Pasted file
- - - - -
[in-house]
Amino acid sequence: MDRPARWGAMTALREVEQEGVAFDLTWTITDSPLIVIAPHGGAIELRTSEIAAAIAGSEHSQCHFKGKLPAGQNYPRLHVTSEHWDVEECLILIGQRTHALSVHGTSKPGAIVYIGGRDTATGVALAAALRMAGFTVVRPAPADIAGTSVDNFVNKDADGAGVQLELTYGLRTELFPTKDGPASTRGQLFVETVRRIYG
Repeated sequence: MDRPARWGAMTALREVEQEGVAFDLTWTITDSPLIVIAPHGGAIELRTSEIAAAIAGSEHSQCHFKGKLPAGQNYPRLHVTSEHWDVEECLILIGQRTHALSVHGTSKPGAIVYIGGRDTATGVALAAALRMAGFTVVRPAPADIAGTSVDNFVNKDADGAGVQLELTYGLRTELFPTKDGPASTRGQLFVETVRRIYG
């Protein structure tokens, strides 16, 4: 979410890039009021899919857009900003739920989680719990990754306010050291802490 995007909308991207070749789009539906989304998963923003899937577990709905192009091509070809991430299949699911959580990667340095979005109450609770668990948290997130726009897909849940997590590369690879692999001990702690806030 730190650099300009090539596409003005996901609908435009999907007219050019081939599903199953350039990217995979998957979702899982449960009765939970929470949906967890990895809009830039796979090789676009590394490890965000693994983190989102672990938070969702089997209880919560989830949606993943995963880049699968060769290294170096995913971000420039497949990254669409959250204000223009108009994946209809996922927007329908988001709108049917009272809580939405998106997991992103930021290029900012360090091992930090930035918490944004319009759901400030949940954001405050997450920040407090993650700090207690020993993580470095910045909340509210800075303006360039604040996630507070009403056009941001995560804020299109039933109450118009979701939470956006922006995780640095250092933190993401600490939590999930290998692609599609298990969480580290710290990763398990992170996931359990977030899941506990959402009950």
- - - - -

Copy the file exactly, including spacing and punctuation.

[in-house]
Amino acid sequence: MDRPARWGAMTALREVEQEGVAFDLTWTITDSPLIVIAPHGGAIELRTSEIAAAIAGSEHSQCHFKGKLPAGQNYPRLHVTSEHWDVEECLILIGQRTHALSVHGTSKPGAIVYIGGRDTATGVALAAALRMAGFTVVRPAPADIAGTSVDNFVNKDADGAGVQLELTYGLRTELFPTKDGPASTRGQLFVETVRRIYG
Repeated sequence: MDRPARWGAMTALREVEQEGVAFDLTWTITDSPLIVIAPHGGAIELRTSEIAAAIAGSEHSQCHFKGKLPAGQNYPRLHVTSEHWDVEECLILIGQRTHALSVHGTSKPGAIVYIGGRDTATGVALAAALRMAGFTVVRPAPADIAGTSVDNFVNKDADGAGVQLELTYGLRTELFPTKDGPASTRGQLFVETVRRIYG
């Protein structure tokens, strides 16, 4: 979410890039009021899919857009900003739920989680719990990754306010050291802490 995007909308991207070749789009539906989304998963923003899937577990709905192009091509070809991430299949699911959580990667340095979005109450609770668990948290997130726009897909849940997590590369690879692999001990702690806030 730190650099300009090539596409003005996901609908435009999907007219050019081939599903199953350039990217995979998957979702899982449960009765939970929470949906967890990895809009830039796979090789676009590394490890965000693994983190989102672990938070969702089997209880919560989830949606993943995963880049699968060769290294170096995913971000420039497949990254669409959250204000223009108009994946209809996922927007329908988001709108049917009272809580939405998106997991992103930021290029900012360090091992930090930035918490944004319009759901400030949940954001405050997450920040407090993650700090207690020993993580470095910045909340509210800075303006360039604040996630507070009403056009941001995560804020299109039933109450118009979701939470956006922006995780640095250092933190993401600490939590999930290998692609599609298990969480580290710290990763398990992170996931359990977030899941506990959402009950």